234 Acres Saved!
MARYLAND - In late December, the Maryland Environmental Trust (MET) recorded the donation of a 234-acre conservation easement in Charles County from Mr. Michael J. Sullivan and his wife, Laura. This is the third conservation easement donated by the Sullivans to MET; in December 2000, the couple donated their first easement on 119 acres and in December 2002, they donated their second easement on 91 acres.
With this gift the Sullivans and MET have permanently protected 444 contiguous acres of the historic Mt. Victoria Farm located southeast of Newburg in southern Charles County. The farm is adjacent to 230 acres protected by an easement through the Maryland Agricultural Land Preservation Program, creating an expanse of permanently protected land.
“We consider the protection of the farm essential to the overall care of the property, which is why we plan to put the entire 1,700 acres under easement over time,” said Mr. Sullivan, the C.E.O. of Cherrywood Development, Inc. “We also get great satisfaction by making improvements such as restoring outbuildings, the manor house and creating wildlife habitat. It is also important to us to make the property available for community functions so that it can be enjoyed by many.”
This latest donation by the Sullivans makes up the front agricultural fields of the Mt. Victoria Farm which, together with the adjoining Mt. Tirzah property, total nearly 1,700 acres. The Sullivans have owned the farm since 1995 and has worked tirelessly to care for the large property, its outbuildings and the large historic house.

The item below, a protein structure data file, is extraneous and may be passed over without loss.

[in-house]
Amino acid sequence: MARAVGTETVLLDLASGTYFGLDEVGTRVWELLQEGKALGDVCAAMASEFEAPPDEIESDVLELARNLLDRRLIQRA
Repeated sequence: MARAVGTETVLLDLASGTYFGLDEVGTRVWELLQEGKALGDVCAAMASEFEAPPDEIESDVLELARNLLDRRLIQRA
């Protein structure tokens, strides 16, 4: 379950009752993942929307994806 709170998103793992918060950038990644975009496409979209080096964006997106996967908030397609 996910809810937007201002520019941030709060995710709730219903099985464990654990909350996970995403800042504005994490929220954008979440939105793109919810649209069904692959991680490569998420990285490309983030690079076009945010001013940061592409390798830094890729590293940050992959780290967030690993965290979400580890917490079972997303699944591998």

The circa 1905 house, called Mt. Victoria, qualifies for the National Register of Historic Places and replaces a house of much earlier origin which was burned down. The home’s size, slate roof, wraparound porch and arched windows distinguish its most significant architectural characteristics (see photo), and was once part of a 15,000-acre estate. Today the house still sits in a rural landscape, with magnificent views of the countryside and Potomac and Wicomico Rivers, views that may be unrivaled in Southern Maryland.
“We have enjoyed assisting the Sullivans with their conservation efforts and are honored that they plan to preserve the entire property through our program,” said MET Director Nick Williams. “They are very conscientious landowners and we are grateful for their contribution to land conservation in Charles County.”
Charles County landowners have now protected over 5,000 acres of land through the donation of conservation easements. Donated conservation easements allow landowners to protect their properties in perpetuity without giving up ownership of the land. Gifts of conservation easements are charitable donations and their appraised value is tax deductible. In addition, a new Maryland state income tax credit is available to landowners who donate conservation easements to MET. The credit is a maximum of $5,000 a year per individual for up to 16 years.